Criticism of ‘superficial’ Netflix film: ‘This is how Hollywood sees the Arab world’

The film is about two Syrian sisters – Yusra and Sara Mardini – who are trained as professional swimmers in Damascus by their father. After their swimming pool is bombed in 2015 in the armed conflict between President Assad and revolutionary protesters, the two sisters decide to flee to Germany to seek asylum. That is the beginning of a dangerous journey, through different countries and by sea.

Boat people

When the boat they use to cross the river almost sinks, the sisters must save all the refugees in the boat by swimming across. Yusra and Sara Mardini are real, and the movie is based on their true story. In the film they are played by the actresses Nathalie and Manal Issa, who are also sisters.

The audience seems enthusiastic: on IMDb, viewers give the film 7.4 stars, accompanied by praise such as ‘gripping’ and ‘eye opening‘. But on social media, Syrians themselves are sometimes downright negative. Several Syrian journalists and writers regret that the film does not provide a political context about the armed conflict in the country. This, they say, makes it seem as if Syrians are only fighting among themselves instead of against a brutal regime.

The word ‘revolution’ does not appear in the film, which leads them to conclude that the film does not do justice to the truth. The film ends with all’s well that ends well for the Mardini sisters, while the conflict in Syria continues.

Influential media divided

Critics from influential media are divided on the film. The VPRO Guide does recommend the film, with four out of five stars: “A heavy theme, but the authentic chemistry between the sisters and the beautiful camera work alone make this true Netflix film worthwhile.”

The British newspaper The Guardian, on the other hand, gives the film only two stars out of five, because according to the reviewer it is more like a Disney sports film than a refugee drama. The film site Indiewire thinks that the script is not very original, and that the story is portrayed too much as a feel-good film.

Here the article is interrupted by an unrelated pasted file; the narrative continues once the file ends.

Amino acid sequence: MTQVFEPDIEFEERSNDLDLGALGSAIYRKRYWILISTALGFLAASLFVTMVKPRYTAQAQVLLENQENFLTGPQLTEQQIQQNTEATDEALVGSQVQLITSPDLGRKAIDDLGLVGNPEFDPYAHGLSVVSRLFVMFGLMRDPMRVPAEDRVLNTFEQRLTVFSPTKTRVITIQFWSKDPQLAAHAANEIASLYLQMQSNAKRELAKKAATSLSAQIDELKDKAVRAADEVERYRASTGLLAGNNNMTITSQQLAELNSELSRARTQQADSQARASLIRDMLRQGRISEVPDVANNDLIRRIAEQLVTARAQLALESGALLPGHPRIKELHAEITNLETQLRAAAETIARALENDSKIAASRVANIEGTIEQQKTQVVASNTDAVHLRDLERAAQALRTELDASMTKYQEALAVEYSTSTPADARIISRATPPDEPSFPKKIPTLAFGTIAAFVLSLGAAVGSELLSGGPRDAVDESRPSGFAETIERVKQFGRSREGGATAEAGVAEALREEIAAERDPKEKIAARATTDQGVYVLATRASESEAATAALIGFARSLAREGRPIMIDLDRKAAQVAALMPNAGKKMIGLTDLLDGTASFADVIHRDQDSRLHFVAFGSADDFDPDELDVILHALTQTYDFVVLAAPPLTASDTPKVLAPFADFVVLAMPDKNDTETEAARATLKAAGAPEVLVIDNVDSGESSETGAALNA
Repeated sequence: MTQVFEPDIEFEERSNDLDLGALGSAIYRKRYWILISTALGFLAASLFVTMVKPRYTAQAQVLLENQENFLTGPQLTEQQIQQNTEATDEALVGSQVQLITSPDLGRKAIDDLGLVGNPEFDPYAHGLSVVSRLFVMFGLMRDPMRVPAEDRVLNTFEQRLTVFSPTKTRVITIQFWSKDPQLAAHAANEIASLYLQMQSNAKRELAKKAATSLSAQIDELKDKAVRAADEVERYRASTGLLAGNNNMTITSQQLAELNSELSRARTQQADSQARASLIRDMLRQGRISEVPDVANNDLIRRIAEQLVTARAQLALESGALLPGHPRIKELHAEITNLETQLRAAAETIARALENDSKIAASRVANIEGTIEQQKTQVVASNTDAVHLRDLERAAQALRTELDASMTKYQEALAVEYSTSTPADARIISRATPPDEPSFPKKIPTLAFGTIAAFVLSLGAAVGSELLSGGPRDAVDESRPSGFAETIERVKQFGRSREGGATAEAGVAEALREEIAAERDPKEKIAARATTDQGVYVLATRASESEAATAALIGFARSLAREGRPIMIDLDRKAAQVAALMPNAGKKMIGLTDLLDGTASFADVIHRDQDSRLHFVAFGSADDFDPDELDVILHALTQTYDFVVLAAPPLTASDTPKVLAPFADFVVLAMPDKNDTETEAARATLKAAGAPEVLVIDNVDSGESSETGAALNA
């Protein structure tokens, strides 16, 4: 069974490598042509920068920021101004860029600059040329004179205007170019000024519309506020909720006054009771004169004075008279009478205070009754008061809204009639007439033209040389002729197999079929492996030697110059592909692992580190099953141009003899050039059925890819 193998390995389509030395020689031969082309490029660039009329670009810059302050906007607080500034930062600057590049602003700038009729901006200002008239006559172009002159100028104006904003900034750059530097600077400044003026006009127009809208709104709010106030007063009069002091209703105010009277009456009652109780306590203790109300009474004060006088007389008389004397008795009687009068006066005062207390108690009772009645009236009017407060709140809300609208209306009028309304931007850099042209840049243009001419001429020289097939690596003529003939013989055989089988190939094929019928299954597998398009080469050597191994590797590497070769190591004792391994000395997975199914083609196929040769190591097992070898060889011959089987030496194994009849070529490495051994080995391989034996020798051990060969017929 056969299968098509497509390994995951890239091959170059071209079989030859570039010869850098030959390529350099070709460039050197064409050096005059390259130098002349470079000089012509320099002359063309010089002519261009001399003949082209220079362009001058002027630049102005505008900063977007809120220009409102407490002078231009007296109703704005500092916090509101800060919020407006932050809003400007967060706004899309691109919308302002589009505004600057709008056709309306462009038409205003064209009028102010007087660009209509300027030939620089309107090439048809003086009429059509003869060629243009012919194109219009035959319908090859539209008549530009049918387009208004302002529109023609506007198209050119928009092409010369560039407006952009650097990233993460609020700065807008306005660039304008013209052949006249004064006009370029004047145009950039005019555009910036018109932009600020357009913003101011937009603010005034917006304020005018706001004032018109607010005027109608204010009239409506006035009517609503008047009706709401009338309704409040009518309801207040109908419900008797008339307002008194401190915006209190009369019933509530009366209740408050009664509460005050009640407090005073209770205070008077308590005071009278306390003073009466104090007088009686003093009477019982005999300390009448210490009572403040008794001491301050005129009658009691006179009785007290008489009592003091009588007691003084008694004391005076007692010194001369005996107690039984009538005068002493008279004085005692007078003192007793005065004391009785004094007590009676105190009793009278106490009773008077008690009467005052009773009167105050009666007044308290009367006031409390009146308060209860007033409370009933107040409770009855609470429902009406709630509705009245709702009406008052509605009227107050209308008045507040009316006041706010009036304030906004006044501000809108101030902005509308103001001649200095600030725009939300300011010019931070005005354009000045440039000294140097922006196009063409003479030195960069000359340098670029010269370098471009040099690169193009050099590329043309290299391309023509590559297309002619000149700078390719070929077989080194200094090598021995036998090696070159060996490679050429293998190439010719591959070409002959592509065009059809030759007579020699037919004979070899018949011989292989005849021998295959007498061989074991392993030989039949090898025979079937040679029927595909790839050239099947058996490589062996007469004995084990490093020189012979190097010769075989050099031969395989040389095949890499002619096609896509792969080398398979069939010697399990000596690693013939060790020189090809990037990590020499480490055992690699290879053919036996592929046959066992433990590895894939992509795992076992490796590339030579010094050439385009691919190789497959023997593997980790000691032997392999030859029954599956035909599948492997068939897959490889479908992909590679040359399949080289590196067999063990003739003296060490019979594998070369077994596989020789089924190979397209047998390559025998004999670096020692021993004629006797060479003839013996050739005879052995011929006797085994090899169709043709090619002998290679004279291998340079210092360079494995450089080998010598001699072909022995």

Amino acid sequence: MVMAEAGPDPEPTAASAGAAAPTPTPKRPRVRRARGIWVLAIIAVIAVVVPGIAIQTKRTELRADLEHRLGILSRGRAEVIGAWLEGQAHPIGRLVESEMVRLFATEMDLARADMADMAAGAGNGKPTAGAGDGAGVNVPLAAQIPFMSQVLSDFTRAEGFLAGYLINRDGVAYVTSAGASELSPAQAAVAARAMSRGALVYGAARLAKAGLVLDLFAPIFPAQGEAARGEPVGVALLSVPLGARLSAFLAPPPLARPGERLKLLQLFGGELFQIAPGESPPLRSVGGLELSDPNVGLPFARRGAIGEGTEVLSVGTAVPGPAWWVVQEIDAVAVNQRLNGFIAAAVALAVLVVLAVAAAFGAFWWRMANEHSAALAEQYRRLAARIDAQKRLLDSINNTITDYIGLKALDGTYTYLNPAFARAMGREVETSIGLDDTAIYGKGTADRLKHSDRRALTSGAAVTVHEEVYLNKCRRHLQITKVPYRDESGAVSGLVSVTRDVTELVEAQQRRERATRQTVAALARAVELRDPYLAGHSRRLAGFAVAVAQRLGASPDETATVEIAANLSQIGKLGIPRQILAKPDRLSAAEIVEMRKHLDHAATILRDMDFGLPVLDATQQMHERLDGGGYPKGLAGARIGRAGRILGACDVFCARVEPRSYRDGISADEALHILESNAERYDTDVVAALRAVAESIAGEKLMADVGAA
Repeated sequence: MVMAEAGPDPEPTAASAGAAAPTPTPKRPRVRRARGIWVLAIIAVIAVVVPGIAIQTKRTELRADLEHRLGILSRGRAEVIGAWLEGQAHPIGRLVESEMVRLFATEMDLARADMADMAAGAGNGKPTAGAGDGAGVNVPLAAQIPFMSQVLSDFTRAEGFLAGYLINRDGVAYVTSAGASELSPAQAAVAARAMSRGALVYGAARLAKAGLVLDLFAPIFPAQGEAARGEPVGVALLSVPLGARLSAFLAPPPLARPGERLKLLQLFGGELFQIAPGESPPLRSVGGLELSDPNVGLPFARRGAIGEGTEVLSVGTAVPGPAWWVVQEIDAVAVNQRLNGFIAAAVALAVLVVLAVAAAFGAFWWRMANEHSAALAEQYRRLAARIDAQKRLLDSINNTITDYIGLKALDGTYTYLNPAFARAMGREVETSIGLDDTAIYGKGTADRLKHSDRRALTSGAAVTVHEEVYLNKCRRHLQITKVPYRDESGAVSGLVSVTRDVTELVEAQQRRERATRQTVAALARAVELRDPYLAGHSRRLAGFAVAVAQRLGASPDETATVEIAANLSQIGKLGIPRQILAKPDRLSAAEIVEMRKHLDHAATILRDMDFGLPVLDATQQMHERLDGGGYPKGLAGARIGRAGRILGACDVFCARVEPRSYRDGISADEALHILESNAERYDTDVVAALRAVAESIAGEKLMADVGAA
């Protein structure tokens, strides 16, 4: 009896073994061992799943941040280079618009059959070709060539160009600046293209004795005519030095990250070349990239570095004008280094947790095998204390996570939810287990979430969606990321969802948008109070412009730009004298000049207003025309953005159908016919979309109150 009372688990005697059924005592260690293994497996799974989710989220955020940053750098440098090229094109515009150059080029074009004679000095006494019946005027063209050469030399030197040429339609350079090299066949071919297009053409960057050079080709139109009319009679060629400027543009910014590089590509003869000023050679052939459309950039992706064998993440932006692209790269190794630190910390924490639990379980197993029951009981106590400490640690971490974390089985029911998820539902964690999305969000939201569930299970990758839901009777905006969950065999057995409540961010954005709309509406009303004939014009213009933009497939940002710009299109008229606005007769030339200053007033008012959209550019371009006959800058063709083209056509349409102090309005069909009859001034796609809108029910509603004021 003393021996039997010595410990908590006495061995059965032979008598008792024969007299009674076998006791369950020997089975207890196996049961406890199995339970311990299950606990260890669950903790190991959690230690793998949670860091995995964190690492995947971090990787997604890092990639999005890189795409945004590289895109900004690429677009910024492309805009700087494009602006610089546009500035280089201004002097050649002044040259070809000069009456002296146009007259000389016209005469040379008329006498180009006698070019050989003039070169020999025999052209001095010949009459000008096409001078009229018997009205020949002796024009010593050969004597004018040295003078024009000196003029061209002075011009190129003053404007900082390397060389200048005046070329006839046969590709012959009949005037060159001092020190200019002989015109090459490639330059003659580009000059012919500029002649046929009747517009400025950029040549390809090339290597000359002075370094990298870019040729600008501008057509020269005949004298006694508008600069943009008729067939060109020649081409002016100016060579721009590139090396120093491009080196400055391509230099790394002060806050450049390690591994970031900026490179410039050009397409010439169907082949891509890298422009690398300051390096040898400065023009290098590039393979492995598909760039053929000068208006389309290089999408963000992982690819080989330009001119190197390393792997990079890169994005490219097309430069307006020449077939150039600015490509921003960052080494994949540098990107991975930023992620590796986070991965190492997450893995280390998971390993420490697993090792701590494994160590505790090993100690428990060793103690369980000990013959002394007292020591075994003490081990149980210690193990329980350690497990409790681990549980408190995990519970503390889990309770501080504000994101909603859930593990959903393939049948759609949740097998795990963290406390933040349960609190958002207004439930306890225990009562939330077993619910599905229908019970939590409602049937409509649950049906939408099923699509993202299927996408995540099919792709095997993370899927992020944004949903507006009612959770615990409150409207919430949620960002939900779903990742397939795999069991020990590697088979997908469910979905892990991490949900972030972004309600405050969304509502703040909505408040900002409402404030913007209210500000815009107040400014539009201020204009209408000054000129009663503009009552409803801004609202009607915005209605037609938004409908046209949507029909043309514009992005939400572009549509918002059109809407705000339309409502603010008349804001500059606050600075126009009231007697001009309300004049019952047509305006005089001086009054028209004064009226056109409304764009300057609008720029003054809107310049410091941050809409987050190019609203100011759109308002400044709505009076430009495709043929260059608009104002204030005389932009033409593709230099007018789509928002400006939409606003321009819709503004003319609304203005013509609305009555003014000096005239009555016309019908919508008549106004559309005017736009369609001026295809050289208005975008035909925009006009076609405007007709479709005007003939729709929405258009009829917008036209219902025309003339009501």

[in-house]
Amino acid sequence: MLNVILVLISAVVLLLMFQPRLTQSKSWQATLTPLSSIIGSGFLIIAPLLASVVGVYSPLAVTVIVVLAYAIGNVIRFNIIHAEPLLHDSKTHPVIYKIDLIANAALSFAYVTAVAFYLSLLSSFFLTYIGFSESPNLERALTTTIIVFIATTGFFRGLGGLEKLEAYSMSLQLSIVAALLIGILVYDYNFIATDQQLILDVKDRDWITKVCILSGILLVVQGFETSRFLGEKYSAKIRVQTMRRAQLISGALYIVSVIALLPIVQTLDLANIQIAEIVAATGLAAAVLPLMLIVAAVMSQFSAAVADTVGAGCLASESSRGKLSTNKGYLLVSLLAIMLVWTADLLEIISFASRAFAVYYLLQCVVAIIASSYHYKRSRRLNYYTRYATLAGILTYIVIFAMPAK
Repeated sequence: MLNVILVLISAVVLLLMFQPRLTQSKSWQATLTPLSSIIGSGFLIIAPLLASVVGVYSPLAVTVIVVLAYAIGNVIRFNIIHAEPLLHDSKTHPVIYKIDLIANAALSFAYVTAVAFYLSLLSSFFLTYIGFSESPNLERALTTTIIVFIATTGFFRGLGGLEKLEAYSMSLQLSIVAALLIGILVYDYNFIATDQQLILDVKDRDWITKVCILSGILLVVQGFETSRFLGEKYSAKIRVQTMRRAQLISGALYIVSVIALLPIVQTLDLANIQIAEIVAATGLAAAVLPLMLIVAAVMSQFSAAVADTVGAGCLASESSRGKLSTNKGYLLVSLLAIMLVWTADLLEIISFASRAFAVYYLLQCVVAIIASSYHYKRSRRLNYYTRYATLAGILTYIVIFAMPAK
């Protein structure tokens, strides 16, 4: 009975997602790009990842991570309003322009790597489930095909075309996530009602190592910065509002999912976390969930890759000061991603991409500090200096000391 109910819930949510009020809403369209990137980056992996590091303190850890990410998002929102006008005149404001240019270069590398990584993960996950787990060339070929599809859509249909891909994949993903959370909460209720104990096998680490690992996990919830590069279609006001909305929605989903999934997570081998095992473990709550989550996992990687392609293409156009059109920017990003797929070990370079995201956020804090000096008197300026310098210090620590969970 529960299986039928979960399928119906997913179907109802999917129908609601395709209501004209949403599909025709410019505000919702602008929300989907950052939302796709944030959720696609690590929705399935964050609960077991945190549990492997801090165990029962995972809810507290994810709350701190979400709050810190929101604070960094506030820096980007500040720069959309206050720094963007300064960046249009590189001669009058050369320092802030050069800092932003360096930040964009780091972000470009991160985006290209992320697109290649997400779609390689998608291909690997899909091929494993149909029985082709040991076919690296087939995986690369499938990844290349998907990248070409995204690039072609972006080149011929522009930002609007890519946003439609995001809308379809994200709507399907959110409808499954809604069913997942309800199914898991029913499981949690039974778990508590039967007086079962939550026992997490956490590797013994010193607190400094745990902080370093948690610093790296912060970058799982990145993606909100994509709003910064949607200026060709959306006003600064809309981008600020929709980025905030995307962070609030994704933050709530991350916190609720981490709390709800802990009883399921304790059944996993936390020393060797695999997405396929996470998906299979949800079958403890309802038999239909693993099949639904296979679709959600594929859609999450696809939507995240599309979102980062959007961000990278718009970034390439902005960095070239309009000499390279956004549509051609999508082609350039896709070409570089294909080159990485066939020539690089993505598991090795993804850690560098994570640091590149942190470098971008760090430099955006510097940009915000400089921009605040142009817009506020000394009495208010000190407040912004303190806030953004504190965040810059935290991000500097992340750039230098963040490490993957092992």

Even one of the two protagonists has a hard time with the end result, which she says shows how little space Arab artists are given by white film producers to tell their own stories. “The Swimmers is not a film made by or for Syrians: it is a blown-up reflection of how Hollywood views the Arab world,” is the harsh conclusion of the Middle East Eye interview with the actress, Manal Issa, who plays the eldest sister. She confirms to RTL Nieuws that the quotes in the piece are her words.

The actress says she does not understand that she got the role as a French-Lebanese, and not a Syrian actress. So why did she take on the role herself? “I would have given up the role in an instant if there was also a Syrian candidate for the role,” she says in the interview. But there weren’t. Many of the other potential actresses came from Egypt or Maghreb countries, where they speak Arabic that differs more from Syriac Arabic than the dialect Issa speaks.

The suitable protagonist had to speak both Arabic and English. In the first part of the film, the sisters speak Arabic to each other – as Yusra and Sara do together in real life – but in the second part they speak English. Issa tried to add Arabic in more places in the script because she found it more natural and real. But according to her, that was not allowed by the producer. “I was outraged by the number of times I was told the dialogue sounded ‘cooler’ in English,” she tells Middle East Eye. “It was disrespectful and I felt insulted.”

Hollywood formula

The discussion about what kind of actors should play which roles is increasingly being held. “In the past, there were many American productions about minority groups that were written by white makers and featured white actors who painted their faces brown or black,” says Dan Hassler-Forest, film scientist at Utrecht University.